The application of magnetic resonance microimaging to the visible light curing of dental resins. Part 2. Dynamic imaging by the FLASH-MOVIE pulse sequence

C. H. Lloyd, S. N. Scrimgeour, J. A. Chudek, G. Hunter, R. L. MacKay

    Research output: Contribution to journalArticle

    8 Citations (Scopus)

    Abstract

    Objectives: To investigate the application of a rapid NMR imaging pulse sequence, FLASH-MOVIE, to the visible light curing of dental restorative materials. Methods: The light guide was applied at one end of a cylindrical specimen of visible light curing unfilled resin and the light directed along the cylinder. During polymerisation an NMR imaging pulse sequence, FLASH-MOVIE, was run at 15 s intervals with a 50 ms repetition time. The image of a 1 mm thick vertical slice was recorded with a (125 µm)2 pixel size. Results: Images with good contrast were obtained from all resin monomers. The image intensity from the polymer was indistinguishable from the background intensity. Thus, the progress of light activated polymerisation in the material could be followed in real time through a series of up to 16 images. Initially the image intensity increased in the material closest to the light guide, then decreased over time to zero. Concomitant with this fall, a “cure-front” moved through the specimen. Significance: The FLASH-MOVIE NMR pulse sequence applied to microimaging of dental diacrylate resins can be used to obtain a dynamic record of visible light curing. A more refined experimental protocol will be required to apply this unique data to models proposed for this polymerisation mechanism.
    Original languageEnglish
    Pages (from-to)170-177
    Number of pages8
    JournalDental Materials
    Volume17
    Issue number2
    DOIs
    Publication statusPublished - 2001

    Fingerprint

    Light-Curing of Dental Adhesives
    Synthetic Resins
    Magnetic resonance
    Curing
    Magnetic Resonance Spectroscopy
    Resins
    Imaging techniques
    Light
    Polymerization
    Magnetic Resonance Imaging
    Dental materials
    Dental Materials
    Polymers
    Monomers
    Pixels
    Nuclear magnetic resonance

    Keywords

    • Magnetic resonance
    • Magnetic resonance
    • Visible light curing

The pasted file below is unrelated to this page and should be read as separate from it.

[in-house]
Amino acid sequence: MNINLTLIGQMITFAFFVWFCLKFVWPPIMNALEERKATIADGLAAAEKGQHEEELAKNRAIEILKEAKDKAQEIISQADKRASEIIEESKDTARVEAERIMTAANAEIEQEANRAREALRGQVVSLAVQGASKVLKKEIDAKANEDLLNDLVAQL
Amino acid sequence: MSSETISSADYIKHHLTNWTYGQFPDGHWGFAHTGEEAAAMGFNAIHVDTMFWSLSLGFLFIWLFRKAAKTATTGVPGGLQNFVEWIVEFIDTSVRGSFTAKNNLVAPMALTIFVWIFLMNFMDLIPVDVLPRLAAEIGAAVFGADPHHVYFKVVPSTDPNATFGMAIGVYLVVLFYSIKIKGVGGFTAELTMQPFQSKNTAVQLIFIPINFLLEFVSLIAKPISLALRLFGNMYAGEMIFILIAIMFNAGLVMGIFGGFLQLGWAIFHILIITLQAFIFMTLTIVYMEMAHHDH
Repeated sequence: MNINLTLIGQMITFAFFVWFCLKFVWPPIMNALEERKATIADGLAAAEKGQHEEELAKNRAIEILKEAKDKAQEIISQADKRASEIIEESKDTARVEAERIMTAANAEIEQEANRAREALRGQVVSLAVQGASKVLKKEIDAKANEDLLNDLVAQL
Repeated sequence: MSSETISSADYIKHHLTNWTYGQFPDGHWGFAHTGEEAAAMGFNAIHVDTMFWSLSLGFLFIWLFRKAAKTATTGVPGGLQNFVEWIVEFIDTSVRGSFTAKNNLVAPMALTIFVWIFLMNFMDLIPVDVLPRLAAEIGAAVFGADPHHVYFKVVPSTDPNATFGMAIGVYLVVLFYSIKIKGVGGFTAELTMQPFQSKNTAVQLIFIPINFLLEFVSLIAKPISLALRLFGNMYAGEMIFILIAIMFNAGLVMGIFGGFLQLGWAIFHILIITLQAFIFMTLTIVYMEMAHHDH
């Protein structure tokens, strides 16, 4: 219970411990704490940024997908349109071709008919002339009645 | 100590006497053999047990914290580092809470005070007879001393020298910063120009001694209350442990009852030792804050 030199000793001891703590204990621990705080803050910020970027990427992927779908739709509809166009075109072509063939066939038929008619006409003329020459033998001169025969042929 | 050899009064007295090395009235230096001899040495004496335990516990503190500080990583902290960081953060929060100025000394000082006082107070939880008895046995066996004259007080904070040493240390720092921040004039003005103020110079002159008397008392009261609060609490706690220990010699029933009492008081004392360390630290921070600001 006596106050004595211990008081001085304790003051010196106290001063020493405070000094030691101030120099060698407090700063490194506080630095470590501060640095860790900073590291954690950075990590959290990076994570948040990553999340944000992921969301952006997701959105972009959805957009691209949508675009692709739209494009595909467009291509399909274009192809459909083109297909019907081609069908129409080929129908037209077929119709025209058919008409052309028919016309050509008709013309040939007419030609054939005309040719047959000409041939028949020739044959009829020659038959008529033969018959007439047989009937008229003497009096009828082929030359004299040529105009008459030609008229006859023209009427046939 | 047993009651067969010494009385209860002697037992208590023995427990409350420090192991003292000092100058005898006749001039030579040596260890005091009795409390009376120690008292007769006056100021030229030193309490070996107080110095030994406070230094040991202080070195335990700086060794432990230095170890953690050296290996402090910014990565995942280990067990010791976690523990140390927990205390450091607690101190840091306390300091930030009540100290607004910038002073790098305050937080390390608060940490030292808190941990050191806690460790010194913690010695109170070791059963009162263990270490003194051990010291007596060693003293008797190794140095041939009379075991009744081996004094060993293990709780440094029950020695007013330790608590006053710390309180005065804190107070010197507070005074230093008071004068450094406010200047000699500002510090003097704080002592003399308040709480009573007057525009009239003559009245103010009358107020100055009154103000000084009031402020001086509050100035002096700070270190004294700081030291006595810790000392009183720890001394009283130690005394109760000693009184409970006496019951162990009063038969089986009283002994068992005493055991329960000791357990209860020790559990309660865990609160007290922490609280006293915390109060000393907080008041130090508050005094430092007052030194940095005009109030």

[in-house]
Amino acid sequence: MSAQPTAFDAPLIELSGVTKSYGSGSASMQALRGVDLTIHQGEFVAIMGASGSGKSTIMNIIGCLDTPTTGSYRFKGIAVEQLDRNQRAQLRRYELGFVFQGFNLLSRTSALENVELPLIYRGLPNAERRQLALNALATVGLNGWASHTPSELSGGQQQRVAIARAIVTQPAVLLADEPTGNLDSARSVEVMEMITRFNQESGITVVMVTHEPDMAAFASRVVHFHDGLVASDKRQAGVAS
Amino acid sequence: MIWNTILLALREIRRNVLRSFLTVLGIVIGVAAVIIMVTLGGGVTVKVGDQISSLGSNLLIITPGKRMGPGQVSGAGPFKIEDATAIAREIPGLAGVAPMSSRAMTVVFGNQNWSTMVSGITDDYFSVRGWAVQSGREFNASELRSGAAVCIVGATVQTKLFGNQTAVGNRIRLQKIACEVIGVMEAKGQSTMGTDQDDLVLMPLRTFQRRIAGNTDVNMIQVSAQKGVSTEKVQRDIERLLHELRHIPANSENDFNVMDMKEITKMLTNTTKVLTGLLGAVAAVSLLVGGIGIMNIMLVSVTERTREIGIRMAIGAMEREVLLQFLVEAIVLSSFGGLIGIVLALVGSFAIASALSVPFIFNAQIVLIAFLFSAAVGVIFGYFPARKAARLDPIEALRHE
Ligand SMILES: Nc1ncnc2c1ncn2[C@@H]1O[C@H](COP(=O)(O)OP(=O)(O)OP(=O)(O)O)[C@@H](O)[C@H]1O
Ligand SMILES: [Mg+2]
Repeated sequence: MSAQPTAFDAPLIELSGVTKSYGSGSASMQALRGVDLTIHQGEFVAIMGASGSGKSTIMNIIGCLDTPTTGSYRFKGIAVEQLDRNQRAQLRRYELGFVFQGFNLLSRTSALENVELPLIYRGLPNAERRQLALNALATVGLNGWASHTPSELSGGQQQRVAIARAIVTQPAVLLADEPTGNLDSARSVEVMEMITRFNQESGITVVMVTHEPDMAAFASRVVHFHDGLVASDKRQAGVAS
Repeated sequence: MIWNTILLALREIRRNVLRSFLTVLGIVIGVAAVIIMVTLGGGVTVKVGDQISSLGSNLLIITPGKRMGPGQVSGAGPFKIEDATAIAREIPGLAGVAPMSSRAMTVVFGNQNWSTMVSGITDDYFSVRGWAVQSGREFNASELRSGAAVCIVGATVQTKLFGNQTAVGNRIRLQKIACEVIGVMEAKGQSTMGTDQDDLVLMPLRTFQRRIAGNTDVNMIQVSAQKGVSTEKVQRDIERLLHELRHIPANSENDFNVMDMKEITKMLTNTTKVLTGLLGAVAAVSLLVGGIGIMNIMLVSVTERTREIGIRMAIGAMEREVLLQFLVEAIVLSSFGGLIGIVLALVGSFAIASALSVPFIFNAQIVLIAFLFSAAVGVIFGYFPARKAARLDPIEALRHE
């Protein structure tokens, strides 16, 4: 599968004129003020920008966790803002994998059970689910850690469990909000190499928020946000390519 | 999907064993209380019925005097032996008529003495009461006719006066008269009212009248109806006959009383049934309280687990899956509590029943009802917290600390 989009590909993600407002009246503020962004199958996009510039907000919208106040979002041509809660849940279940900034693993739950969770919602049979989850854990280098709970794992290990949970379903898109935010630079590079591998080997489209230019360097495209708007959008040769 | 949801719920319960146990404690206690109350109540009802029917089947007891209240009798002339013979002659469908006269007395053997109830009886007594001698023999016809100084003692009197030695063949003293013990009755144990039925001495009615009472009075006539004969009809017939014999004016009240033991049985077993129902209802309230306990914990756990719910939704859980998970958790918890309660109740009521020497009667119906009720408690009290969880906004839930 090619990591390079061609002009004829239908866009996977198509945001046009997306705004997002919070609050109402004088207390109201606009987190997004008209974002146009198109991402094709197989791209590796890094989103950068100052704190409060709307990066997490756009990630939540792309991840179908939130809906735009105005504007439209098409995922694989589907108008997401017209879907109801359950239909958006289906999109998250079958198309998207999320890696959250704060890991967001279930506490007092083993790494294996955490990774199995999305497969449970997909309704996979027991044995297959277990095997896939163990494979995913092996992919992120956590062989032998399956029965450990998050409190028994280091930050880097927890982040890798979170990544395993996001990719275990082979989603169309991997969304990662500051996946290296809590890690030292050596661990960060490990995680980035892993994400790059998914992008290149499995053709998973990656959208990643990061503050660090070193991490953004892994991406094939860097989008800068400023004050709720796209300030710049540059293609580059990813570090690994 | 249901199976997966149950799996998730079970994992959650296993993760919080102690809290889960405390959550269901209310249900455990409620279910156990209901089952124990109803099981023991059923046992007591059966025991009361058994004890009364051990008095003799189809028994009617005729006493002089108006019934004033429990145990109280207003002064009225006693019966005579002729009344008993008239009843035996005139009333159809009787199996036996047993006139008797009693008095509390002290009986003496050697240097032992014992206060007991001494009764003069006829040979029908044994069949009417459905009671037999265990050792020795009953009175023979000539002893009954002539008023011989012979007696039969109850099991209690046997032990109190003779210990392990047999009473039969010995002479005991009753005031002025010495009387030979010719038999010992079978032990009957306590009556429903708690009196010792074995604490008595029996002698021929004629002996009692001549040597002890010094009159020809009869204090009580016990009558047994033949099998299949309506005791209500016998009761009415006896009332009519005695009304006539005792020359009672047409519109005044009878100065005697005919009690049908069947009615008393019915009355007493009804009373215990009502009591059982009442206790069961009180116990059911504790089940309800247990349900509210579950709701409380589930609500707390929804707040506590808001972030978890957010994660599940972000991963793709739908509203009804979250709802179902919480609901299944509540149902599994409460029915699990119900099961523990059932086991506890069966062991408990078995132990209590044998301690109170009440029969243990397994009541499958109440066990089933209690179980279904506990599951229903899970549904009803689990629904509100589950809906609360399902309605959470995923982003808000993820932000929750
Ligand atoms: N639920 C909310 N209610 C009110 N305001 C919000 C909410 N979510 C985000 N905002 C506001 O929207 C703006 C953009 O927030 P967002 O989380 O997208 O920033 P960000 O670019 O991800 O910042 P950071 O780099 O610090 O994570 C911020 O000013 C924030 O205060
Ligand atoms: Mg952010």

• Dental materials
    • NMR

    Cite this

    Lloyd, C. H. ; Scrimgeour, S. N. ; Chudek, J. A. ; Hunter, G. ; MacKay, R. L. / The application of magnetic resonance microimaging to the visible light curing of dental resins. Part 2. Dynamic imaging by the FLASH-MOVIE pulse sequence. In: Dental Materials. 2001 ; Vol. 17, No. 2. pp. 170-177.
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    The application of magnetic resonance microimaging to the visible light curing of dental resins. Part 2. Dynamic imaging by the FLASH-MOVIE pulse sequence. / Lloyd, C. H.; Scrimgeour, S. N.; Chudek, J. A.; Hunter, G.; MacKay, R. L.

    In: Dental Materials, Vol. 17, No. 2, 2001, p. 170-177.

    Research output: Contribution to journalArticle

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    AU - Lloyd, C. H.

    AU - Scrimgeour, S. N.

    AU - Chudek, J. A.

    AU - Hunter, G.

    AU - MacKay, R. L.

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    N2 - Objectives: To investigate the application of a rapid NMR imaging pulse sequence, FLASH-MOVIE, to the visible light curing of dental restorative materials. Methods: The light guide was applied at one end of a cylindrical specimen of visible light curing unfilled resin and the light directed along the cylinder. During polymerisation an NMR imaging pulse sequence, FLASH-MOVIE, was run at 15 s intervals with a 50 ms repetition time. The image of a 1 mm thick vertical slice was recorded with a (125 µm)2 pixel size. Results: Images with good contrast were obtained from all resin monomers. The image intensity from the polymer was indistinguishable from the background intensity. Thus, the progress of light activated polymerisation in the material could be followed in real time through a series of up to 16 images. Initially the image intensity increased in the material closest to the light guide, then decreased over time to zero. Concomitant with this fall, a “cure-front” moved through the specimen. Significance: The FLASH-MOVIE NMR pulse sequence applied to microimaging of dental diacrylate resins can be used to obtain a dynamic record of visible light curing. A more refined experimental protocol will be required to apply this unique data to models proposed for this polymerisation mechanism.

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